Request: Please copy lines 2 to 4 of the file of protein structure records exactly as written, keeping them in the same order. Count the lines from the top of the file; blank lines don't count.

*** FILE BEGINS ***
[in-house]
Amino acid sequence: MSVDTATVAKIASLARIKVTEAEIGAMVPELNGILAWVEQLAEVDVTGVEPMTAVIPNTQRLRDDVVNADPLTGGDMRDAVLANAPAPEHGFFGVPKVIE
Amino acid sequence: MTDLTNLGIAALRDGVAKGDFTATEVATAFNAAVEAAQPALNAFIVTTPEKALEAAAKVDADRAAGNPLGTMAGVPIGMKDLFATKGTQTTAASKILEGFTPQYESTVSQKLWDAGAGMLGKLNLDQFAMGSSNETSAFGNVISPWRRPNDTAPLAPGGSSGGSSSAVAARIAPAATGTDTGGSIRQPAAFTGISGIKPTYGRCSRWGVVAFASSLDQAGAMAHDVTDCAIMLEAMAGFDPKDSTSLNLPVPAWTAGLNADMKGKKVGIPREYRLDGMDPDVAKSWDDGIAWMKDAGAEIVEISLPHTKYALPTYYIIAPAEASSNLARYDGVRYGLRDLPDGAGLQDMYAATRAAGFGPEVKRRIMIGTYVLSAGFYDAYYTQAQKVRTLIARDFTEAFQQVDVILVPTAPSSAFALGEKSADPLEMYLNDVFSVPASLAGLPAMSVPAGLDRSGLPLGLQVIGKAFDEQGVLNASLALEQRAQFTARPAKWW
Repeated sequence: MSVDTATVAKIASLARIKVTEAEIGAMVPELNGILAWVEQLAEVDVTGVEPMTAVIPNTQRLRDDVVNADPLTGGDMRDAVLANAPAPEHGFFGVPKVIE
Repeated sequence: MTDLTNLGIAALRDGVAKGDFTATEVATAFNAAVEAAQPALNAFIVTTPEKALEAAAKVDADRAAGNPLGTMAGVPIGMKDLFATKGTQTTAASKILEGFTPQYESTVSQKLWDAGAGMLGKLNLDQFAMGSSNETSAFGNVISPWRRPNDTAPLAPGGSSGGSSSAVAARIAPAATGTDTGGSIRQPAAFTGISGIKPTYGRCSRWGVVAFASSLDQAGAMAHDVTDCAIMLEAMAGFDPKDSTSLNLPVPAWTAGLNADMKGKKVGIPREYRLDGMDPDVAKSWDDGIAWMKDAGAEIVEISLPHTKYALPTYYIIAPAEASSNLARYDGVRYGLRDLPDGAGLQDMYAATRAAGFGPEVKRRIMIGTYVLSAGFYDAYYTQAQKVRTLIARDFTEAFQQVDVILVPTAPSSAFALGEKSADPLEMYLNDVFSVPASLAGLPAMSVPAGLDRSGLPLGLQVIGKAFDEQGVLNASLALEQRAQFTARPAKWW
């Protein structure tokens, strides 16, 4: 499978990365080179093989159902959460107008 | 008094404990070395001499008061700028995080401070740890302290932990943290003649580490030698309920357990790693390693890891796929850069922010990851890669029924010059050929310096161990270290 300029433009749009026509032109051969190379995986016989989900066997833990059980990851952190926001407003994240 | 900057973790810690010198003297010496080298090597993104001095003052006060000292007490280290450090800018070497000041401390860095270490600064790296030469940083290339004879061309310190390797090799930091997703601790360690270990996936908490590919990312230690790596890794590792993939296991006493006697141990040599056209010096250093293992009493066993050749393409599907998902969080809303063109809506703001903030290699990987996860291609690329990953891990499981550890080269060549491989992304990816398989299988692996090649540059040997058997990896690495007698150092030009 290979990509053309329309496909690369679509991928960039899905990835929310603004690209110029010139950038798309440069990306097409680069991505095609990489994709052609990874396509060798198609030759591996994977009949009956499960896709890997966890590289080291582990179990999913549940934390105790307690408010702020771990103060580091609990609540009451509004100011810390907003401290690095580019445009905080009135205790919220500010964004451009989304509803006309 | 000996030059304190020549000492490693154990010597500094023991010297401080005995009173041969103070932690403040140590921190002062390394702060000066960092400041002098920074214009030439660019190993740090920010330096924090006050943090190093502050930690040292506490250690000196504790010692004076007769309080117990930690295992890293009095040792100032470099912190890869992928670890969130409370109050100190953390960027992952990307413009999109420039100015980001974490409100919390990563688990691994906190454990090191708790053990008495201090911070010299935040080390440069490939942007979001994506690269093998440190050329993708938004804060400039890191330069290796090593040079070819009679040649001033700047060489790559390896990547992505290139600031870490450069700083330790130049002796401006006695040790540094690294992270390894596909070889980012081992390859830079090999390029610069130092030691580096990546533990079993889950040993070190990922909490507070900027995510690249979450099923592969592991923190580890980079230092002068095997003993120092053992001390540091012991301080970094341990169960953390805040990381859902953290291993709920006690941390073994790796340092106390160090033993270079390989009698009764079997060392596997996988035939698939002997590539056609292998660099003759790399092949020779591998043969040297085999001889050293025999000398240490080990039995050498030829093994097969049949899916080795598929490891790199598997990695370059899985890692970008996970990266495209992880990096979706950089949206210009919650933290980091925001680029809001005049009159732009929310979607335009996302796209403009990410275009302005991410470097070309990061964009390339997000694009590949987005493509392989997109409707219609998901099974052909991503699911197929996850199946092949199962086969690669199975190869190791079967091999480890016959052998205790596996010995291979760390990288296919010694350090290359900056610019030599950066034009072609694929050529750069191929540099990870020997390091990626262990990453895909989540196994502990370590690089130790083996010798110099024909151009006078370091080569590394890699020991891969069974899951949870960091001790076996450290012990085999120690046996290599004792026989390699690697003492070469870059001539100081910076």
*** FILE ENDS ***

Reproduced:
Amino acid sequence: MSVDTATVAKIASLARIKVTEAEIGAMVPELNGILAWVEQLAEVDVTGVEPMTAVIPNTQRLRDDVVNADPLTGGDMRDAVLANAPAPEHGFFGVPKVIE
Amino acid sequence: MTDLTNLGIAALRDGVAKGDFTATEVATAFNAAVEAAQPALNAFIVTTPEKALEAAAKVDADRAAGNPLGTMAGVPIGMKDLFATKGTQTTAASKILEGFTPQYESTVSQKLWDAGAGMLGKLNLDQFAMGSSNETSAFGNVISPWRRPNDTAPLAPGGSSGGSSSAVAARIAPAATGTDTGGSIRQPAAFTGISGIKPTYGRCSRWGVVAFASSLDQAGAMAHDVTDCAIMLEAMAGFDPKDSTSLNLPVPAWTAGLNADMKGKKVGIPREYRLDGMDPDVAKSWDDGIAWMKDAGAEIVEISLPHTKYALPTYYIIAPAEASSNLARYDGVRYGLRDLPDGAGLQDMYAATRAAGFGPEVKRRIMIGTYVLSAGFYDAYYTQAQKVRTLIARDFTEAFQQVDVILVPTAPSSAFALGEKSADPLEMYLNDVFSVPASLAGLPAMSVPAGLDRSGLPLGLQVIGKAFDEQGVLNASLALEQRAQFTARPAKWW
Repeated sequence: MSVDTATVAKIASLARIKVTEAEIGAMVPELNGILAWVEQLAEVDVTGVEPMTAVIPNTQRLRDDVVNADPLTGGDMRDAVLANAPAPEHGFFGVPKVIE